Signaling contribution of CD28 to T cell activation.
(Frédérique Michel, Giorgio Mangino, Setsuko Mise-Omata)
By using physiological activation of T cells (e.g. primary T cells or T cell lines stimulated with APCs) we have previously made an entirely novel observation concerning the mechanism of CD28 co-stimulation. We demonstrated that one of the functions of CD28 is to amplify the very first signaling events controlled by the TCR and suggested a novel view of the molecular basis of T cell co-stimulation. By using genetic and biochemical approaches, we then investigated the mechanism by which CD28 modifies the efficiency of TCR signaling using a T cell line model and primary human CD4 T cells. Comprehensively, these studies have demonstrated that: i) CD28 extracellular region critically contributes to T cell/APC cell-cell contact which facilitates TCR engagement. This is likely to be a primary function of CD28 in providing a transient "sealing effect" between the opposing T cell/APC membranes. ii) CD28 intracellular region is essential for optimal Phospholipase C gamma-1 activation and therefore affects the generation of second messengers stimulating calcium influx, PKCs and also Ras activation, as recent studies have demonstrated in T cells. Our data also show that the PTK Itk activated via CD28 is responsible for PLC-g1 activation. iii) CD28 signal, however, is not required (but its adhesion function is) for TCR activation of Zap-70 and for the phosphorylation of the adapter Lat, a key organizer of the signaling cascade and resident in lipid microdomains (rafts/GEMs). In conclusion, our studies indicate that the CD28-generated "second signal" selectively "boosts" part of the signaling machinery activated by TCR engagement to amplify and sustain cellular activation.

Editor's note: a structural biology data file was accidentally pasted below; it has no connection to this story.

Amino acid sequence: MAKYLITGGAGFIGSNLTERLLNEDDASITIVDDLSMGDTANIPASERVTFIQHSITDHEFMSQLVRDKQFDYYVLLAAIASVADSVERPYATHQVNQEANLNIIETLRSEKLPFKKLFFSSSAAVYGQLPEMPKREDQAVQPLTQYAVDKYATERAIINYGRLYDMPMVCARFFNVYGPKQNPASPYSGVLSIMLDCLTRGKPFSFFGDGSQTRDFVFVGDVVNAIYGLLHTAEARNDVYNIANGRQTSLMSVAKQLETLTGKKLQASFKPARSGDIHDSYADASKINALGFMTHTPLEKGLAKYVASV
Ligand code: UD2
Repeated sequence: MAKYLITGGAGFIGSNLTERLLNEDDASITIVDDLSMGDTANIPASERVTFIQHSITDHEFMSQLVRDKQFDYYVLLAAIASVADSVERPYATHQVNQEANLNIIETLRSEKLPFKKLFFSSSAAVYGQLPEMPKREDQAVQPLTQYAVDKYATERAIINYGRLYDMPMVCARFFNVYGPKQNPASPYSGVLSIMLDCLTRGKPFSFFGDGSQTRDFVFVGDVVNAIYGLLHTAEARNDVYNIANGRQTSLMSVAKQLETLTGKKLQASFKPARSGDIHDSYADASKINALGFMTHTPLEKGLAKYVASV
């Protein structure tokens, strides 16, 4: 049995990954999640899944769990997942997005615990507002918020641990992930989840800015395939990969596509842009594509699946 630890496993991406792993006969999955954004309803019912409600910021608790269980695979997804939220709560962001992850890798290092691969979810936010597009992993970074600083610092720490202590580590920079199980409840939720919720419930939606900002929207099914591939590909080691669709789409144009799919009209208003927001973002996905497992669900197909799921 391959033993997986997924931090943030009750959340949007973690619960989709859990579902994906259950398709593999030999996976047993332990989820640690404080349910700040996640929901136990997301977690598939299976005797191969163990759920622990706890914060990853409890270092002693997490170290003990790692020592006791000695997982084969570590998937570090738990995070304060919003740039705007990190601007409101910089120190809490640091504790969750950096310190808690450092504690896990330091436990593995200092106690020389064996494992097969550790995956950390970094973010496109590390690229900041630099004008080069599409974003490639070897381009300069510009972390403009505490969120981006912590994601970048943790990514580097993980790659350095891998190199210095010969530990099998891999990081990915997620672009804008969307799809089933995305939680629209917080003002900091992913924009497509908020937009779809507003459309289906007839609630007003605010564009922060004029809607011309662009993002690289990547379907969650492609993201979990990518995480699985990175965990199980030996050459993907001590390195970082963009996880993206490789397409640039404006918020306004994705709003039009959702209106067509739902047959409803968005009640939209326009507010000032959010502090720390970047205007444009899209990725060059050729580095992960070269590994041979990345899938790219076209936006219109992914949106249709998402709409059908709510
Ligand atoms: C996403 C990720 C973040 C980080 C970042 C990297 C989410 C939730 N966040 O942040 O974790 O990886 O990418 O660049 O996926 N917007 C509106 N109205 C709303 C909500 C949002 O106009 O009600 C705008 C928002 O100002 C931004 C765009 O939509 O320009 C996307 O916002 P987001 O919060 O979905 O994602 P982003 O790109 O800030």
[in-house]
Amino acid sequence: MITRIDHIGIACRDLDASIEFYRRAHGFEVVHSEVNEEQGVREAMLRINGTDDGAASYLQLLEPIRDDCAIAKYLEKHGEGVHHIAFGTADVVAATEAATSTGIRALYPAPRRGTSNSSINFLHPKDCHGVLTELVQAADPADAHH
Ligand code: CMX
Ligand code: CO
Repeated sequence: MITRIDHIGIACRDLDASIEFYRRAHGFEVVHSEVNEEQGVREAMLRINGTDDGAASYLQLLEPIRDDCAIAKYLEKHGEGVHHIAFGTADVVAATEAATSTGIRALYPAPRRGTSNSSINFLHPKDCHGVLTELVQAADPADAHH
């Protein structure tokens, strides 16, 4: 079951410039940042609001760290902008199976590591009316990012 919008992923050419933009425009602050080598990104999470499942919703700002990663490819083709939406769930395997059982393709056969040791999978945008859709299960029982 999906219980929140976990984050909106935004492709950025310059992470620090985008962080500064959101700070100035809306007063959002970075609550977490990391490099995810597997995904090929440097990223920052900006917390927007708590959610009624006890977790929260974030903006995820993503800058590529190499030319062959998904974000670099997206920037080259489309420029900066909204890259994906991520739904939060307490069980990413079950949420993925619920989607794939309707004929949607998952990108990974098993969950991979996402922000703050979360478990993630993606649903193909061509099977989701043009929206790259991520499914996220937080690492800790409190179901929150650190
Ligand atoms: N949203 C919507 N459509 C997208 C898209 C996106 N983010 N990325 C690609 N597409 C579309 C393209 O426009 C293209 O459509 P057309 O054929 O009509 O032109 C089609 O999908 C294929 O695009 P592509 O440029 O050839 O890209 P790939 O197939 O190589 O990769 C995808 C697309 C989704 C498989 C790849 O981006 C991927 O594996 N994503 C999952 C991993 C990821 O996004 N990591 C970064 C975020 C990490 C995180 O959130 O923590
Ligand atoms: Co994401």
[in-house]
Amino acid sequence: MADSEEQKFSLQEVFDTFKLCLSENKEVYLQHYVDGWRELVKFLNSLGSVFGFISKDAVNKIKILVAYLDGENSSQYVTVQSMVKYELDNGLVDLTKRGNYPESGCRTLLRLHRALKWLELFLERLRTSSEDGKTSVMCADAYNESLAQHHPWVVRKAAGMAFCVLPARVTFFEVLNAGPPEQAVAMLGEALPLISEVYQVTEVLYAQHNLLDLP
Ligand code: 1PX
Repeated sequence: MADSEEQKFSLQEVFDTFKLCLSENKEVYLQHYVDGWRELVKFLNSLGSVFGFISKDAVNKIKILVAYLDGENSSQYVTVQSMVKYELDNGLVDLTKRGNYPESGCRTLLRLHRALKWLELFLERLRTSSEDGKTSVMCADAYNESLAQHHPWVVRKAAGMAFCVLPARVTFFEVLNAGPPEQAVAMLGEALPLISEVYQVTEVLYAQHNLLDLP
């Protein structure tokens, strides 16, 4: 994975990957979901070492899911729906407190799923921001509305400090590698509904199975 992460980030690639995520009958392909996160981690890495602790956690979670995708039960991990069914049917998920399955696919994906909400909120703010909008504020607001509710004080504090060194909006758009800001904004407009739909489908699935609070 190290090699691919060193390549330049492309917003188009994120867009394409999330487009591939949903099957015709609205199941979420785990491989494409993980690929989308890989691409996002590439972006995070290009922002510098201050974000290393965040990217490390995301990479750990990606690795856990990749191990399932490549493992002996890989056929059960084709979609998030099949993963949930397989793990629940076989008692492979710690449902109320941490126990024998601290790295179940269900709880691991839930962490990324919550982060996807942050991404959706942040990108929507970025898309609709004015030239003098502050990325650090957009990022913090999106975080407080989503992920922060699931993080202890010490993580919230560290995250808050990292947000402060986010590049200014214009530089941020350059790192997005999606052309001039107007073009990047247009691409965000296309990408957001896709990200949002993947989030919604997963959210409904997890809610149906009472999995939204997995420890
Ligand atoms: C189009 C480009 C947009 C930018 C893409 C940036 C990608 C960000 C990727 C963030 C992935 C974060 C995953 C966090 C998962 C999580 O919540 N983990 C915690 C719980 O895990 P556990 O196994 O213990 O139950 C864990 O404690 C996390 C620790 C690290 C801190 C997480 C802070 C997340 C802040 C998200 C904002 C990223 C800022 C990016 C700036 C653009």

Figure legend :